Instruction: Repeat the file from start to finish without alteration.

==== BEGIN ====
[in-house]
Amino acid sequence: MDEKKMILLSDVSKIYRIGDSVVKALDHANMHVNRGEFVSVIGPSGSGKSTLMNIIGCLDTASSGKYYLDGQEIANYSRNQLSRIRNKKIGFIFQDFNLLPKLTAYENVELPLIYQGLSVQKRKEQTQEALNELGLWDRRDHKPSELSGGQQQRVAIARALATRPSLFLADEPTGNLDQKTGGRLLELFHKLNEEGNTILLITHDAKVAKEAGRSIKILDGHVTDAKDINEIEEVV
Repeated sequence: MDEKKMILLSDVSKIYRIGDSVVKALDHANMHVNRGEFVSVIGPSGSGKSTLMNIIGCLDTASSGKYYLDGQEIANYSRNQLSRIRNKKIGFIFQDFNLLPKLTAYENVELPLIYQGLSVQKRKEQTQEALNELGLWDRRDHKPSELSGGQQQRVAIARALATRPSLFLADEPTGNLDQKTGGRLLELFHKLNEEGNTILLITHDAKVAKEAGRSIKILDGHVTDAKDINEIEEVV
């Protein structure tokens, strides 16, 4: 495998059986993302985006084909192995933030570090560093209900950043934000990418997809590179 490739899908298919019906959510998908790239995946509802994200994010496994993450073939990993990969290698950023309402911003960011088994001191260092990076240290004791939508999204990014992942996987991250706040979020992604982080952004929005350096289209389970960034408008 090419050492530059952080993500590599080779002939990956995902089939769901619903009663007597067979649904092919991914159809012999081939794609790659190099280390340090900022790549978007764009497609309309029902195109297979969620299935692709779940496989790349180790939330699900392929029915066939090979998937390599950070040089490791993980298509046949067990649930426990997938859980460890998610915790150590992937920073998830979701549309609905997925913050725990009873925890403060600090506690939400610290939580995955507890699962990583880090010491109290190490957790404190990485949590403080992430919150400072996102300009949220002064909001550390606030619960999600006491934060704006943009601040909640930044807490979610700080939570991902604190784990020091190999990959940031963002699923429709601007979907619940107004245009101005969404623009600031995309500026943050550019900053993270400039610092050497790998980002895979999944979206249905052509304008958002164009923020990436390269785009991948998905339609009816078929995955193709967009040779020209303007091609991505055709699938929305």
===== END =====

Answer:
[in-house]
Amino acid sequence: MDEKKMILLSDVSKIYRIGDSVVKALDHANMHVNRGEFVSVIGPSGSGKSTLMNIIGCLDTASSGKYYLDGQEIANYSRNQLSRIRNKKIGFIFQDFNLLPKLTAYENVELPLIYQGLSVQKRKEQTQEALNELGLWDRRDHKPSELSGGQQQRVAIARALATRPSLFLADEPTGNLDQKTGGRLLELFHKLNEEGNTILLITHDAKVAKEAGRSIKILDGHVTDAKDINEIEEVV
Repeated sequence: MDEKKMILLSDVSKIYRIGDSVVKALDHANMHVNRGEFVSVIGPSGSGKSTLMNIIGCLDTASSGKYYLDGQEIANYSRNQLSRIRNKKIGFIFQDFNLLPKLTAYENVELPLIYQGLSVQKRKEQTQEALNELGLWDRRDHKPSELSGGQQQRVAIARALATRPSLFLADEPTGNLDQKTGGRLLELFHKLNEEGNTILLITHDAKVAKEAGRSIKILDGHVTDAKDINEIEEVV
């Protein structure tokens, strides 16, 4: 495998059986993302985006084909192995933030570090560093209900950043934000990418997809590179 490739899908298919019906959510998908790239995946509802994200994010496994993450073939990993990969290698950023309402911003960011088994001191260092990076240290004791939508999204990014992942996987991250706040979020992604982080952004929005350096289209389970960034408008 090419050492530059952080993500590599080779002939990956995902089939769901619903009663007597067979649904092919991914159809012999081939794609790659190099280390340090900022790549978007764009497609309309029902195109297979969620299935692709779940496989790349180790939330699900392929029915066939090979998937390599950070040089490791993980298509046949067990649930426990997938859980460890998610915790150590992937920073998830979701549309609905997925913050725990009873925890403060600090506690939400610290939580995955507890699962990583880090010491109290190490957790404190990485949590403080992430919150400072996102300009949220002064909001550390606030619960999600006491934060704006943009601040909640930044807490979610700080939570991902604190784990020091190999990959940031963002699923429709601007979907619940107004245009101005969404623009600031995309500026943050550019900053993270400039610092050497790998980002895979999944979206249905052509304008958002164009923020990436390269785009991948998905339609009816078929995955193709967009040779020209303007091609991505055709699938929305």